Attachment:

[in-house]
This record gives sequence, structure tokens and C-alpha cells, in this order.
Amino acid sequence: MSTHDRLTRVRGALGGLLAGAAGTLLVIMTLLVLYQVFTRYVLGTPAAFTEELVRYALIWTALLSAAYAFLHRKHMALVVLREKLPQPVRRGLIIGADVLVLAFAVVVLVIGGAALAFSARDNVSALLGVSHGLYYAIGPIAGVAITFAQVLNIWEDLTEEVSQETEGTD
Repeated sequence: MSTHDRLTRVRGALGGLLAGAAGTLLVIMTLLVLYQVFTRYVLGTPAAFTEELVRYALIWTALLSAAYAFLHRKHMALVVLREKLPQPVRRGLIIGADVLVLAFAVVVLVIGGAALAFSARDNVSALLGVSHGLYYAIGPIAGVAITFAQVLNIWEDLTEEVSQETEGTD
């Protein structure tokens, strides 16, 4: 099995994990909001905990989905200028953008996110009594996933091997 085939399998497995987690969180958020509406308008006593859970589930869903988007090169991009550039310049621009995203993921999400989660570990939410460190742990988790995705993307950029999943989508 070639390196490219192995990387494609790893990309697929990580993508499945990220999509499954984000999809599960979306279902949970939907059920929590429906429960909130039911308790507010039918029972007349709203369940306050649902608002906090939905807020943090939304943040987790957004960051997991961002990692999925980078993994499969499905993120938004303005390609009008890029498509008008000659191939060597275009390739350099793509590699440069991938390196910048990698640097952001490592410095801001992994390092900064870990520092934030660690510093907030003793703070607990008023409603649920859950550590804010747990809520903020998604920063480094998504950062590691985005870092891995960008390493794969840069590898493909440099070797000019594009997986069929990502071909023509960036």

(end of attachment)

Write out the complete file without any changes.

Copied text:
[in-house]
This record gives sequence, structure tokens and C-alpha cells, in this order.
Amino acid sequence: MSTHDRLTRVRGALGGLLAGAAGTLLVIMTLLVLYQVFTRYVLGTPAAFTEELVRYALIWTALLSAAYAFLHRKHMALVVLREKLPQPVRRGLIIGADVLVLAFAVVVLVIGGAALAFSARDNVSALLGVSHGLYYAIGPIAGVAITFAQVLNIWEDLTEEVSQETEGTD
Repeated sequence: MSTHDRLTRVRGALGGLLAGAAGTLLVIMTLLVLYQVFTRYVLGTPAAFTEELVRYALIWTALLSAAYAFLHRKHMALVVLREKLPQPVRRGLIIGADVLVLAFAVVVLVIGGAALAFSARDNVSALLGVSHGLYYAIGPIAGVAITFAQVLNIWEDLTEEVSQETEGTD
């Protein structure tokens, strides 16, 4: 099995994990909001905990989905200028953008996110009594996933091997 085939399998497995987690969180958020509406308008006593859970589930869903988007090169991009550039310049621009995203993921999400989660570990939410460190742990988790995705993307950029999943989508 070639390196490219192995990387494609790893990309697929990580993508499945990220999509499954984000999809599960979306279902949970939907059920929590429906429960909130039911308790507010039918029972007349709203369940306050649902608002906090939905807020943090939304943040987790957004960051997991961002990692999925980078993994499969499905993120938004303005390609009008890029498509008008000659191939060597275009390739350099793509590699440069991938390196910048990698640097952001490592410095801001992994390092900064870990520092934030660690510093907030003793703070607990008023409603649920859950550590804010747990809520903020998604920063480094998504950062590691985005870092891995960008390493794969840069590898493909440099070797000019594009997986069929990502071909023509960036």